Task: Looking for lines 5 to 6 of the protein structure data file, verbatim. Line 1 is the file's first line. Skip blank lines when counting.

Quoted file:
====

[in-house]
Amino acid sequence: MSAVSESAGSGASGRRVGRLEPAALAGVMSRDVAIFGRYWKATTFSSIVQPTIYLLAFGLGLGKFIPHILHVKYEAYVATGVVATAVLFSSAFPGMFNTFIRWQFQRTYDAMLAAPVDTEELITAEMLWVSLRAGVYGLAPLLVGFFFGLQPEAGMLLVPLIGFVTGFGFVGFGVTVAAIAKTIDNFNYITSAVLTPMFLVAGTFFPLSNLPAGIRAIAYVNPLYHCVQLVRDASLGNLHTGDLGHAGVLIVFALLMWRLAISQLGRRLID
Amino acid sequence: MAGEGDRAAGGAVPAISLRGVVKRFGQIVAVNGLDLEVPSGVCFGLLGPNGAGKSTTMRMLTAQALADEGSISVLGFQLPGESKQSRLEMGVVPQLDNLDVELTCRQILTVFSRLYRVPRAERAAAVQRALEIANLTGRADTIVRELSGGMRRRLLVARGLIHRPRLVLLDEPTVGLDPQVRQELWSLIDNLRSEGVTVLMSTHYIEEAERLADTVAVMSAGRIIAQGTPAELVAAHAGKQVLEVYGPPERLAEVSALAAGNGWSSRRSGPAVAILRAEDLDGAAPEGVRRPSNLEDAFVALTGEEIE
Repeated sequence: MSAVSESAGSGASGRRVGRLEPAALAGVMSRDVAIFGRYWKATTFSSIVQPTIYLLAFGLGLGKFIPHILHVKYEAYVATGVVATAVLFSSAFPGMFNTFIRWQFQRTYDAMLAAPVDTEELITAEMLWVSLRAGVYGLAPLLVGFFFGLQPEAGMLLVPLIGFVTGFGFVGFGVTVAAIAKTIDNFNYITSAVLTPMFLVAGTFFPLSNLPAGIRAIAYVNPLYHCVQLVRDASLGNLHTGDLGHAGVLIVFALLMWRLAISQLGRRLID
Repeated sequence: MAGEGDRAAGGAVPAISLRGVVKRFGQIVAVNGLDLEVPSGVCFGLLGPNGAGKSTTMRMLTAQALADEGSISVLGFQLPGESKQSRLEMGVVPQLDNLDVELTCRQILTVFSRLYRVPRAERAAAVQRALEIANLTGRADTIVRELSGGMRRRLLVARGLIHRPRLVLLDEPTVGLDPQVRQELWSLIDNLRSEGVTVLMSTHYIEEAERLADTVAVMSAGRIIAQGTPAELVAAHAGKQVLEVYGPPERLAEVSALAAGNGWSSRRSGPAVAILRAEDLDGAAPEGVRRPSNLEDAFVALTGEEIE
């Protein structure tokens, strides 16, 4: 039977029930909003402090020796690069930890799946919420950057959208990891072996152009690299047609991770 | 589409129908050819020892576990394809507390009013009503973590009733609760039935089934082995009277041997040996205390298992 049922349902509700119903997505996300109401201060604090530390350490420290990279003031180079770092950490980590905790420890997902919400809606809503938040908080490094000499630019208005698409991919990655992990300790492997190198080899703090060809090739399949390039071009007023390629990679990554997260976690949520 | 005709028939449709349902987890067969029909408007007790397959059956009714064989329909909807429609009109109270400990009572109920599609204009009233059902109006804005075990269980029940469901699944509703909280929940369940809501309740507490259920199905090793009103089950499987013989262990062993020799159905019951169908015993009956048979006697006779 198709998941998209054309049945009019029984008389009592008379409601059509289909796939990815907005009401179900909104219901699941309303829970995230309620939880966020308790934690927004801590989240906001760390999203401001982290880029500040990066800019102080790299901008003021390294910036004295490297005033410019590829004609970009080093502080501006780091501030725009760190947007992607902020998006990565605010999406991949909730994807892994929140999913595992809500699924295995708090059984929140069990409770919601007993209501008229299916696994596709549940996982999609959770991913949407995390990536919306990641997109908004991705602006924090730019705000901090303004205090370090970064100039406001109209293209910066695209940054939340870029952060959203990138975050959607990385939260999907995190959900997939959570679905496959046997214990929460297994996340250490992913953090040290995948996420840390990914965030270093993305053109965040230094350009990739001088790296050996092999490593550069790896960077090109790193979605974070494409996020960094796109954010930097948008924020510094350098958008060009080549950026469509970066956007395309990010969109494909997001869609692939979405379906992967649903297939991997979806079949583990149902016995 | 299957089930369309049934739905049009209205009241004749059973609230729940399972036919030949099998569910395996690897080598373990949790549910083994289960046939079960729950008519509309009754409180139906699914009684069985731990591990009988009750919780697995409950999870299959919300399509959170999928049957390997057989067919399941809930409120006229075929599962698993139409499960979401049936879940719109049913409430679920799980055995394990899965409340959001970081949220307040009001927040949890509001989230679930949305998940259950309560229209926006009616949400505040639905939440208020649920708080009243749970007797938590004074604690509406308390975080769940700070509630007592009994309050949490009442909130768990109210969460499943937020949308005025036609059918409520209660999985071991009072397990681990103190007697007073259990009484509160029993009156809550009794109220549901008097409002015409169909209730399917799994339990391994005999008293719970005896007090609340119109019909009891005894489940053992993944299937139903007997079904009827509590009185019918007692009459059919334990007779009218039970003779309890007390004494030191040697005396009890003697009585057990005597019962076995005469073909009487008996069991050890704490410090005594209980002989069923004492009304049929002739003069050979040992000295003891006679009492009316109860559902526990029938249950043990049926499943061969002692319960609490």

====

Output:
Repeated sequence: MAGEGDRAAGGAVPAISLRGVVKRFGQIVAVNGLDLEVPSGVCFGLLGPNGAGKSTTMRMLTAQALADEGSISVLGFQLPGESKQSRLEMGVVPQLDNLDVELTCRQILTVFSRLYRVPRAERAAAVQRALEIANLTGRADTIVRELSGGMRRRLLVARGLIHRPRLVLLDEPTVGLDPQVRQELWSLIDNLRSEGVTVLMSTHYIEEAERLADTVAVMSAGRIIAQGTPAELVAAHAGKQVLEVYGPPERLAEVSALAAGNGWSSRRSGPAVAILRAEDLDGAAPEGVRRPSNLEDAFVALTGEEIE
């Protein structure tokens, strides 16, 4: 039977029930909003402090020796690069930890799946919420950057959208990891072996152009690299047609991770 | 589409129908050819020892576990394809507390009013009503973590009733609760039935089934082995009277041997040996205390298992 049922349902509700119903997505996300109401201060604090530390350490420290990279003031180079770092950490980590905790420890997902919400809606809503938040908080490094000499630019208005698409991919990655992990300790492997190198080899703090060809090739399949390039071009007023390629990679990554997260976690949520 | 005709028939449709349902987890067969029909408007007790397959059956009714064989329909909807429609009109109270400990009572109920599609204009009233059902109006804005075990269980029940469901699944509703909280929940369940809501309740507490259920199905090793009103089950499987013989262990062993020799159905019951169908015993009956048979006697006779 198709998941998209054309049945009019029984008389009592008379409601059509289909796939990815907005009401179900909104219901699941309303829970995230309620939880966020308790934690927004801590989240906001760390999203401001982290880029500040990066800019102080790299901008003021390294910036004295490297005033410019590829004609970009080093502080501006780091501030725009760190947007992607902020998006990565605010999406991949909730994807892994929140999913595992809500699924295995708090059984929140069990409770919601007993209501008229299916696994596709549940996982999609959770991913949407995390990536919306990641997109908004991705602006924090730019705000901090303004205090370090970064100039406001109209293209910066695209940054939340870029952060959203990138975050959607990385939260999907995190959900997939959570679905496959046997214990929460297994996340250490992913953090040290995948996420840390990914965030270093993305053109965040230094350009990739001088790296050996092999490593550069790896960077090109790193979605974070494409996020960094796109954010930097948008924020510094350098958008060009080549950026469509970066956007395309990010969109494909997001869609692939979405379906992967649903297939991997979806079949583990149902016995 | 299957089930369309049934739905049009209205009241004749059973609230729940399972036919030949099998569910395996690897080598373990949790549910083994289960046939079960729950008519509309009754409180139906699914009684069985731990591990009988009750919780697995409950999870299959919300399509959170999928049957390997057989067919399941809930409120006229075929599962698993139409499960979401049936879940719109049913409430679920799980055995394990899965409340959001970081949220307040009001927040949890509001989230679930949305998940259950309560229209926006009616949400505040639905939440208020649920708080009243749970007797938590004074604690509406308390975080769940700070509630007592009994309050949490009442909130768990109210969460499943937020949308005025036609059918409520209660999985071991009072397990681990103190007697007073259990009484509160029993009156809550009794109220549901008097409002015409169909209730399917799994339990391994005999008293719970005896007090609340119109019909009891005894489940053992993944299937139903007997079904009827509590009185019918007692009459059919334990007779009218039970003779309890007390004494030191040697005396009890003697009585057990005597019962076995005469073909009487008996069991050890704490410090005594209980002989069923004492009304049929002739003069050979040992000295003891006679009492009316109860559902526990029938249950043990049926499943061969002692319960609490």